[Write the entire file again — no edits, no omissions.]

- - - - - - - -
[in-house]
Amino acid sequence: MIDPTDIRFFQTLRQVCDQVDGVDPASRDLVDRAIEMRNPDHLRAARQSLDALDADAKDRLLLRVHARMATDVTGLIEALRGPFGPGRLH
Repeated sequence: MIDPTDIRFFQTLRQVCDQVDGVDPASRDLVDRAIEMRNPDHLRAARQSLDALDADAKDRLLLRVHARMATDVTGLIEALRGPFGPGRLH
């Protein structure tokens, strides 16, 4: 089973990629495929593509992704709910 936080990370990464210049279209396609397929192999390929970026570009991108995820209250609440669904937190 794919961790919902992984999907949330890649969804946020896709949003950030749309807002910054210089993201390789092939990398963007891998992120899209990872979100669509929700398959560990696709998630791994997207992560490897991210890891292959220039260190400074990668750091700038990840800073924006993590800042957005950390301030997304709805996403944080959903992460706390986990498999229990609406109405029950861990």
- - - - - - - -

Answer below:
[in-house]
Amino acid sequence: MIDPTDIRFFQTLRQVCDQVDGVDPASRDLVDRAIEMRNPDHLRAARQSLDALDADAKDRLLLRVHARMATDVTGLIEALRGPFGPGRLH
Repeated sequence: MIDPTDIRFFQTLRQVCDQVDGVDPASRDLVDRAIEMRNPDHLRAARQSLDALDADAKDRLLLRVHARMATDVTGLIEALRGPFGPGRLH
């Protein structure tokens, strides 16, 4: 089973990629495929593509992704709910 936080990370990464210049279209396609397929192999390929970026570009991108995820209250609440669904937190 794919961790919902992984999907949330890649969804946020896709949003950030749309807002910054210089993201390789092939990398963007891998992120899209990872979100669509929700398959560990696709998630791994997207992560490897991210890891292959220039260190400074990668750091700038990840800073924006993590800042957005950390301030997304709805996403944080959903992460706390986990498999229990609406109405029950861990």